This changed their desire to live as modern day disciples in Jerusalem to being apostles wherever the need was greatest. They worked with the poorest, sick, those dying of plague, addicts, widows and orphans etc. The methods of the new religious order were grounded in the one to one engagement of the Spiritual Exercises.
Jesuits were speaking openly in the town squares as well as the churches from the heart in the spirit practically, touching and often transforming lives. Peter Canisius was sent to defend the Catholic faith against the reformers in Germany.
Theatines and Barnabites Two of the earliest new male orders in the sixteenth century were Theatines and Barnabites founded in and Barnabites took their name from the Church of St. Barnabas in Milan, which was the first Church staffed by the order. Both orders emphasized a strict way of life and the importance of work-especially education caring of parishes and missionary work.
Female Orders For women, the early modern period saw the foundation of several important new orders. Originally the lifestyle was somewhat similar to that of Beguines, but gradually the order was required by the papacy to become more institutional and convents replaced private houses for living. The education of girls became the main apostolate. Schools were established principally in catholic Europe, but in the seventeenth and eighteenth centuries two were founded in North America, in Quebec and New Orleans.
Also focusing on female education was the institute of the Blessed Virgin Mary, whose founder was Mary ward from England. It came to have an enormous influence upon the charitable work of the Catholic Church. In addition, both passionist and redemptorist congregations had associated orders of nun. Counter Reformation was not violent like Protestant Reformation.
When the Protestant Reformation brought lot of problems in the Christian world the Counter Reformation brought peaceful changes in Church. As we saw in this chapter the characters of Counter Reformation were sincerely submitted themselves first to be reformed. They were truly the followers of true Christianity and Christ. Simplicity was the main feature of the Counter Reformation.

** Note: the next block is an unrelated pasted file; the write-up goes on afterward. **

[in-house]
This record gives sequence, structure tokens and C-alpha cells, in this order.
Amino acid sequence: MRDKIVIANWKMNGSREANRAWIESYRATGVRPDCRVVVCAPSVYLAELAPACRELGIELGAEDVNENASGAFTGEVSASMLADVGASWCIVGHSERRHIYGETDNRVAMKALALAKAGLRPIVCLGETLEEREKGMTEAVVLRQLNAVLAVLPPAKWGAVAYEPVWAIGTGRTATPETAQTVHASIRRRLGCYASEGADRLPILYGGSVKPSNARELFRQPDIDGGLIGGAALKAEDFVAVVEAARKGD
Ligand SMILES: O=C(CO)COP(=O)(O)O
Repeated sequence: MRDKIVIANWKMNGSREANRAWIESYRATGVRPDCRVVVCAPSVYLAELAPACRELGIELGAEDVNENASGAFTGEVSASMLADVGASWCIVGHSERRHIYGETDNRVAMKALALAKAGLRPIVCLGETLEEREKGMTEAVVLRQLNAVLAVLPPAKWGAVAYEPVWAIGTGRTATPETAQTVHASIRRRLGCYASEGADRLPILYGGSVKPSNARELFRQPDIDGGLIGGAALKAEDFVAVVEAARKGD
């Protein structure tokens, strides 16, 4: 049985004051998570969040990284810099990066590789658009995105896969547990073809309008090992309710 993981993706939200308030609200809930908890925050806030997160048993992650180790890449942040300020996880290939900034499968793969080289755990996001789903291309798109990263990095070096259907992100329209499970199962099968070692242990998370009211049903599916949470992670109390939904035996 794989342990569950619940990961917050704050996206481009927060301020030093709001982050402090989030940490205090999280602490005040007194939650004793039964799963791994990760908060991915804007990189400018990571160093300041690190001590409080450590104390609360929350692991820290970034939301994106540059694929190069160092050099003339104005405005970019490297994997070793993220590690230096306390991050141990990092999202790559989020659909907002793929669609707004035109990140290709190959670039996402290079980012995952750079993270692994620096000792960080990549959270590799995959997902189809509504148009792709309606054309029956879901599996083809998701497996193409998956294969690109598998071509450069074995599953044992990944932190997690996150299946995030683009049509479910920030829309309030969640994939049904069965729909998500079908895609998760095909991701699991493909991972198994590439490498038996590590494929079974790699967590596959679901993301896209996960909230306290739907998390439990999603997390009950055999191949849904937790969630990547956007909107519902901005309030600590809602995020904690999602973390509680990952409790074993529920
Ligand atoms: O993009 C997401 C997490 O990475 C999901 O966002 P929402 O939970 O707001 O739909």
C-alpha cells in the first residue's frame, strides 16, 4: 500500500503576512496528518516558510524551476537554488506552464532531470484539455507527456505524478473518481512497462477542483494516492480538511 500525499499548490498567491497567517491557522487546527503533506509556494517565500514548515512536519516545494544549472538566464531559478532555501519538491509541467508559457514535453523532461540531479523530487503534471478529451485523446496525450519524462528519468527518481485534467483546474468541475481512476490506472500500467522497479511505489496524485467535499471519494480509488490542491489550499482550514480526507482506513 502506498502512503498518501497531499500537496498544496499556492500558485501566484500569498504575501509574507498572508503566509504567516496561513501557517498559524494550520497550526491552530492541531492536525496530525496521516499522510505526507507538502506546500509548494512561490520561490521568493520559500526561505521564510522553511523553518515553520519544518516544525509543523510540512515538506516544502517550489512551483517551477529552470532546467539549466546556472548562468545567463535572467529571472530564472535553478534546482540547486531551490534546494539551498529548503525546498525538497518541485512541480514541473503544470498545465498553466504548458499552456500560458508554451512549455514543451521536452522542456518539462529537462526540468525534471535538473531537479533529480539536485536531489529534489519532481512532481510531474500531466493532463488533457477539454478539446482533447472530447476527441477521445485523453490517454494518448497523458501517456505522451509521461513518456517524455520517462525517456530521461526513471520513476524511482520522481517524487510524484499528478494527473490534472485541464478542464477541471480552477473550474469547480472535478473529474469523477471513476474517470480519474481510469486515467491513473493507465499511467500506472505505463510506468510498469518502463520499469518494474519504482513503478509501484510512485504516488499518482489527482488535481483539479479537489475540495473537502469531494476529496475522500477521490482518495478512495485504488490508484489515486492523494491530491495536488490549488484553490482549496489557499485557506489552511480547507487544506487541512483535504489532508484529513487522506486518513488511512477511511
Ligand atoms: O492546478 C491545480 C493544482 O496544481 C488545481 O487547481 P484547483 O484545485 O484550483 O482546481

The clergy was asked to leave all its luxuries and to be with the laity. The newly founded religious orders and reformed old orders too contributed a lot. Through spiritual Reformation and education they could influence the Counter Reformation. There came a lot of saintly figures to strengthen Church when it was almost to fall down.
And today the Church commemorates all of them with a lot of gratitude. The history of the Church also speaks about the up and downs of the Church. During the preparation of this thesis I found that study of history is philosophical for it causes our intellect to think in a better way.
The Church which has got a divine origin even had a period of downs but it was just because of the carelessness of the leaders of those times. They have been immensely fruitful and mutually enriching for both the Churches.
The history of this dialogue saw many phases and many dialogue reports that became for the two Churches milestones on the ongoing ecumenical journey towards unity. The masses of people are rising up. Survival demands that we grapple with them. Men, for years now, have been talking about war and peace. But now, no longer can they just talk about it.
It is no longer a choice between violence and nonviolence in this world; it's nonviolence or nonexistence. That is where we are today. And also in the human rights revolution, if something isn't done, and done in a hurry, to bring the colored peoples of the world out of their long years of poverty, their long years of hurt and neglect, the whole world is doomed. Now, I'm just happy that God has allowed me to live in this period to see what is unfolding. And I'm happy that He's allowed me to be in Memphis.
I can remember -- I can remember when Negroes were just going around as Ralph has said, so often, scratching where they didn't itch, and laughing when they were not tickled. But that day is all over.
We mean business now, and we are determined to gain our rightful place in God's world. And that's all this whole thing is about. We aren't engaged in any negative protest and in any negative arguments with anybody. We are saying that we are determined to be men. We are determined to be people. We are saying -- We are saying that we are God's children. And that we are God's children, we don't have to live like we are forced to live. Now, what does all of this mean in this great period of history?